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23
Sep
2022

What is a "marine barrier" product?

by Calista Nicks September 23rd, 2022 in Marine Barrier
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Owning, or chartering, a ship is a significant financial responsibility. Therefore, it makes good sense to protect that investment as much as possible. One way to do that is to take steps to avoid damaging a ship’s structural integrity. Another way is to ensure the transitions between offloading and taking on new cargos--the turnaround time--goes as smoothly and quickly as possible. 

Both of these issues are addressed with the application of a marine barrier product. A marine barrier product is a liquid solution used to protect cargo holds during transportation of cargos known to be corrosive or greasy.

Corrosive cargos like sulfur, salt, fertilizers and coal create an acidic environment that will eat away at unprotected metal. Greasy cargos like green delayed petcoke cause staining that gets increasingly harder--thus more time-consuming--to remove from an unprotected hold.

A thin coating of barrier solution is all that’s necessary to keep corrosive acids from damaging a hold, or greasy, high-carbon compounds from staining it. It only needs to be lightly sprayed onto areas that need protecting. It then acts as a buffer between the cargo and the metal structure of the ship.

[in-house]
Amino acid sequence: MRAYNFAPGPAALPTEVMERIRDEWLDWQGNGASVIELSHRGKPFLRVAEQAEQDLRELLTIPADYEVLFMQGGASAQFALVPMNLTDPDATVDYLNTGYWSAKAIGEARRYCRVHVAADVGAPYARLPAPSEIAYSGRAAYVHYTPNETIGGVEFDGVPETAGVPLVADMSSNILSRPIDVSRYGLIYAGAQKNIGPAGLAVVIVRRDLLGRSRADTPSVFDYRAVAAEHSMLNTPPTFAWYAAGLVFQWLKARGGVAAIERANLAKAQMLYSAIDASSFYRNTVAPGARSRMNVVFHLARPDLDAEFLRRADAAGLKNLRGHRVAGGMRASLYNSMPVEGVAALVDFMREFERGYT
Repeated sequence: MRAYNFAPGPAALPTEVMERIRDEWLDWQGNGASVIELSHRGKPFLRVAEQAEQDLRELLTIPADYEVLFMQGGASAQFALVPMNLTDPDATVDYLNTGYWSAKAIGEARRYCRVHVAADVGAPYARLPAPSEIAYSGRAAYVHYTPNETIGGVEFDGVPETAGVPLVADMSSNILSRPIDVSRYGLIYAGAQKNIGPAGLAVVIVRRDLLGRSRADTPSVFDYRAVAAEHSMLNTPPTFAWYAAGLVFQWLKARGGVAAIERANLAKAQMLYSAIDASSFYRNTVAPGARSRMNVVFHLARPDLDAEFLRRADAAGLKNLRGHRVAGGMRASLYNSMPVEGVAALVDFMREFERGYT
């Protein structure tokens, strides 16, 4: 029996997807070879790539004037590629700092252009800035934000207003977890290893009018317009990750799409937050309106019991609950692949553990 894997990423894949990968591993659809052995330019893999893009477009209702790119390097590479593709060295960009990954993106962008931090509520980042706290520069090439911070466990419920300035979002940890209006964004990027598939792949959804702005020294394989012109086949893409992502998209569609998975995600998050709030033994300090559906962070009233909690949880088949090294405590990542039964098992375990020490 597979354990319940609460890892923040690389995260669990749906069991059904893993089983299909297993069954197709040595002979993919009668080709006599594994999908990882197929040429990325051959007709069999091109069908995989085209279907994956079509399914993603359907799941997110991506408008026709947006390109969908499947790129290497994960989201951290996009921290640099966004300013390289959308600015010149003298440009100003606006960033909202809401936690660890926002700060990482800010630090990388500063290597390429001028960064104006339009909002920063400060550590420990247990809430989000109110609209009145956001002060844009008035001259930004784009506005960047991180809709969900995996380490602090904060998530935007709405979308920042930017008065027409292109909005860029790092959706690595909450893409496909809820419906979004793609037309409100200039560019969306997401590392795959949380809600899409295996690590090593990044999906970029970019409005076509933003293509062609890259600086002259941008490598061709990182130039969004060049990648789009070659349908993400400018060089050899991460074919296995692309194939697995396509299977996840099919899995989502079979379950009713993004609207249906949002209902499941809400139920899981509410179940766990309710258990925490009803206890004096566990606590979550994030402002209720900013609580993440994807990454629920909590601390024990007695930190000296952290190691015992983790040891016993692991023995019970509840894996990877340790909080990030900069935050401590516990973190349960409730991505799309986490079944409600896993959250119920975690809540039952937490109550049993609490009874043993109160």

When contrasting an unprotected hold with a hold protected with a marine barrier, laboratory results show much less corrosion on the protected surfaces. So by taking measures to coat a hold with a marine barrier before loading some cargos, two important outcomes are achieved. Damage from corrosion is mitigated, and turnaround times are reduced, as the time taken to restore a hold to the necessary condition for the next load is minimized.

Cargos requiring a marine barrier for cargo hold protection

  • Sulfur
  • Salt
  • Fertilizers
  • Coal
  • Green Delayed Petcoke

Utilizing a marine barrier in these cases is a crucial step in managing the possibility of financial harm, or even financial disaster. Extensive costly repairs, even the loss of a ship, are the consequences of failure to consistently use a marine barrier for cargo hold protection.


Calista Nicks

Senior Content Writer
Marketing Writer for Cityline Websites


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